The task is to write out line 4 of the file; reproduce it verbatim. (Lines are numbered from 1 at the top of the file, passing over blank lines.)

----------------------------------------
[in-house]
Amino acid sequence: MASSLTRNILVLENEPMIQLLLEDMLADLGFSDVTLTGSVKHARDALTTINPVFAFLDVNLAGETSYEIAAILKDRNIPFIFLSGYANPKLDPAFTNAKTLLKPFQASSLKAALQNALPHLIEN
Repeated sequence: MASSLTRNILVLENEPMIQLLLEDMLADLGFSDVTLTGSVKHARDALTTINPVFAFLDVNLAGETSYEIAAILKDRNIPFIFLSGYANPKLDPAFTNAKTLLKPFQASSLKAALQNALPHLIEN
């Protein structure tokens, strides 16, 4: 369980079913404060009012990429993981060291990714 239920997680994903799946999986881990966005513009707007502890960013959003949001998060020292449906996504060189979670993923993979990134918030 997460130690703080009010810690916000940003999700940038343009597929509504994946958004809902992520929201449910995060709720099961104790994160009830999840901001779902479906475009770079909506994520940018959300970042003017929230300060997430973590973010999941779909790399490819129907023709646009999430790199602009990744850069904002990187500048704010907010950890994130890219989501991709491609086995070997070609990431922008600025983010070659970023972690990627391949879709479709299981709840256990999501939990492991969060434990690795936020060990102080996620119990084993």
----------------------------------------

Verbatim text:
């Protein structure tokens, strides 16, 4: 369980079913404060009012990429993981060291990714 239920997680994903799946999986881990966005513009707007502890960013959003949001998060020292449906996504060189979670993923993979990134918030 997460130690703080009010810690916000940003999700940038343009597929509504994946958004809902992520929201449910995060709720099961104790994160009830999840901001779902479906475009770079909506994520940018959300970042003017929230300060997430973590973010999941779909790399490819129907023709646009999430790199602009990744850069904002990187500048704010907010950890994130890219989501991709491609086995070997070609990431922008600025983010070659970023972690990627391949879709479709299981709840256990999501939990492991969060434990690795936020060990102080996620119990084993």